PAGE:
Detecting Frames and Causal Relationships in Climate Change Related Text Databases Based on Semantic Features

Document
Description

The subliminal impact of framing of social, political and environmental issues such as climate change has been studied for decades in political science and communications research. Media framing offers an

The subliminal impact of framing of social, political and environmental issues such as climate change has been studied for decades in political science and communications research. Media framing offers an “interpretative package" for average citizens on how to make sense of climate change and its consequences to their livelihoods, how to deal with its negative impacts, and which mitigation or adaptation policies to support. A line of related work has used bag of words and word-level features to detect frames automatically in text. Such works face limitations since standard keyword based features may not generalize well to accommodate surface variations in text when different keywords are used for similar concepts.

This thesis develops a unique type of textual features that generalize triplets extracted from text, by clustering them into high-level concepts. These concepts are utilized as features to detect frames in text. Compared to uni-gram and bi-gram based models, classification and clustering using generalized concepts yield better discriminating features and a higher classification accuracy with a 12% boost (i.e. from 74% to 83% F-measure) and 0.91 clustering purity for Frame/Non-Frame detection.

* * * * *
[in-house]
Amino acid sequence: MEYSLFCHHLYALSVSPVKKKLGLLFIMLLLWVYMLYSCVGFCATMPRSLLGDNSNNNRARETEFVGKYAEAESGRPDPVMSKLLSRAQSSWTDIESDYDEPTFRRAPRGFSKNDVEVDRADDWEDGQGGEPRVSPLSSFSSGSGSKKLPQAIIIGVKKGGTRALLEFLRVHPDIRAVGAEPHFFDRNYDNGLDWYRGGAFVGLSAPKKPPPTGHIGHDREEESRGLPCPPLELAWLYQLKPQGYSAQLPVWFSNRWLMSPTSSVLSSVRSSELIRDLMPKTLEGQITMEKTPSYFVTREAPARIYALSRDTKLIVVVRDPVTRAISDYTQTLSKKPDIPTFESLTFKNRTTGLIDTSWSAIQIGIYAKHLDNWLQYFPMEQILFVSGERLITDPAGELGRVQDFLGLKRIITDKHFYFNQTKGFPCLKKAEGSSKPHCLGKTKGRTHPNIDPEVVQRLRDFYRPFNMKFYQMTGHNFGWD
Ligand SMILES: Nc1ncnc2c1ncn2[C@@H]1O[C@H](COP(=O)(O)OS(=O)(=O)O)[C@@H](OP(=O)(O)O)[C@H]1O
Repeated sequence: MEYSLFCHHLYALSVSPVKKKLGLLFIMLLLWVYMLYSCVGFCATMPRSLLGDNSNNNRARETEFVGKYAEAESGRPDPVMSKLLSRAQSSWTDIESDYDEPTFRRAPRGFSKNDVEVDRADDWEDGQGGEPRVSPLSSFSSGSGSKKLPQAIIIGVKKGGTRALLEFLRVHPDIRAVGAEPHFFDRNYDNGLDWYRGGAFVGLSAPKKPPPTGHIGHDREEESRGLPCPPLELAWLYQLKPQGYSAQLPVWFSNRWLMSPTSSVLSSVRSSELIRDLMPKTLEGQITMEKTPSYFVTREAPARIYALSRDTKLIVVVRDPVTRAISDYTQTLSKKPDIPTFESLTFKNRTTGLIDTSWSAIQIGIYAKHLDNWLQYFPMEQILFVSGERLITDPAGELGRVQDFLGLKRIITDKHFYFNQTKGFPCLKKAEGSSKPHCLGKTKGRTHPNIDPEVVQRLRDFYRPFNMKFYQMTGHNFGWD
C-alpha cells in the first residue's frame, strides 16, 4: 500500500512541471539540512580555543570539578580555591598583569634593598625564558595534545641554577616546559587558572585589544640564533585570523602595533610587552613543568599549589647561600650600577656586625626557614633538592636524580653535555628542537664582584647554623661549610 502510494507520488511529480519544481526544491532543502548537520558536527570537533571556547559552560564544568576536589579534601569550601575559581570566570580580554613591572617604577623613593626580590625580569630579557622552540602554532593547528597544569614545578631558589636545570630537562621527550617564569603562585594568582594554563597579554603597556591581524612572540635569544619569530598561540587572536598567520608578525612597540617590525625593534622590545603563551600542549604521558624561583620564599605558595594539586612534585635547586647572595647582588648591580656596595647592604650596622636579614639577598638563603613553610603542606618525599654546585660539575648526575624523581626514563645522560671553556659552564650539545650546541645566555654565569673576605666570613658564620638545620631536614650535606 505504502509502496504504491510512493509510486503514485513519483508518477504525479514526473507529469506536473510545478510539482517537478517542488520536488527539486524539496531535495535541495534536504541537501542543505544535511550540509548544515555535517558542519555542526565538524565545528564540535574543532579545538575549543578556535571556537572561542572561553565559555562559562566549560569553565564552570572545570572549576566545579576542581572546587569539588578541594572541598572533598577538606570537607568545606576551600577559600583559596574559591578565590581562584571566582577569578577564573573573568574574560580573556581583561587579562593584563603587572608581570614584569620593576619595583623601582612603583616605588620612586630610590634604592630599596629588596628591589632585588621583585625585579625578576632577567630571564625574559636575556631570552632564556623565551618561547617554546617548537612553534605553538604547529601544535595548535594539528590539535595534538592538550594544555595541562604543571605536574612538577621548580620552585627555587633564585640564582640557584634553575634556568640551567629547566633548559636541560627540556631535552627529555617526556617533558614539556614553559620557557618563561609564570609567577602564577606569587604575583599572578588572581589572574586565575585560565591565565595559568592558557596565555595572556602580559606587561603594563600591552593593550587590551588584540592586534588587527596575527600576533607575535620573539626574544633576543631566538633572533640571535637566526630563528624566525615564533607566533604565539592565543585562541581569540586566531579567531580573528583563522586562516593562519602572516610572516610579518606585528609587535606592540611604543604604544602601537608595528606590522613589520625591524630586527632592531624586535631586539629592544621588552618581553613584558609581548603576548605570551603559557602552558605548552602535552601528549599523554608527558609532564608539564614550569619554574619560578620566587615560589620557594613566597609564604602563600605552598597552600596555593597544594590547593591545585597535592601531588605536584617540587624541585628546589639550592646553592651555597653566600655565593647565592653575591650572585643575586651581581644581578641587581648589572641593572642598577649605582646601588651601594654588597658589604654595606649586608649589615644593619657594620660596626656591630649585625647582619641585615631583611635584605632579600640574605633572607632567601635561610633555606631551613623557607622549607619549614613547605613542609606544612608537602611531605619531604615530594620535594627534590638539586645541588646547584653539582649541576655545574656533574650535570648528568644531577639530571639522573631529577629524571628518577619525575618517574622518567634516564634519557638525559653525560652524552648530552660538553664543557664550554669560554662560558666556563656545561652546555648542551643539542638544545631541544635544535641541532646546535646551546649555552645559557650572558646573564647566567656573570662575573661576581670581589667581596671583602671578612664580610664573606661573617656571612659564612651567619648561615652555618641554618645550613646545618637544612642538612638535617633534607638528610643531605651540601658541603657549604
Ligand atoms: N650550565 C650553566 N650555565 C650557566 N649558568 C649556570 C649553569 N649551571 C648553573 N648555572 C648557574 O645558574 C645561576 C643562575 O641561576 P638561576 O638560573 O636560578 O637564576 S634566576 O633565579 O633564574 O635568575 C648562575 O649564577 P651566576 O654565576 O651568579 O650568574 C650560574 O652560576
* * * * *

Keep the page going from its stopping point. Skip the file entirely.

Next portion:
The automatic discovery of complex causal chains among interlinked events and their participating actors has not yet been thoroughly studied. Previous studies related to extracting causal relationships from text were based on laborious and incomplete hand-developed lists of explicit causal verbs, such as “causes" and “results in." Such approaches result in limited recall because standard causal verbs may not generalize well to accommodate surface variations in texts when different keywords and phrases are used to express similar causal effects. Therefore, I present a system that utilizes generalized concepts to extract causal relationships. The proposed algorithms overcome surface variations in written expressions of causal relationships and discover the domino effects between climate events and human security. This semi-supervised approach alleviates the need for labor intensive keyword list development and annotated datasets. Experimental evaluations by domain experts achieve an average precision of 82%. Qualitative assessments of causal chains show that results are consistent with the 2014 IPCC report illuminating causal mechanisms underlying the linkages between climatic stresses and social instability.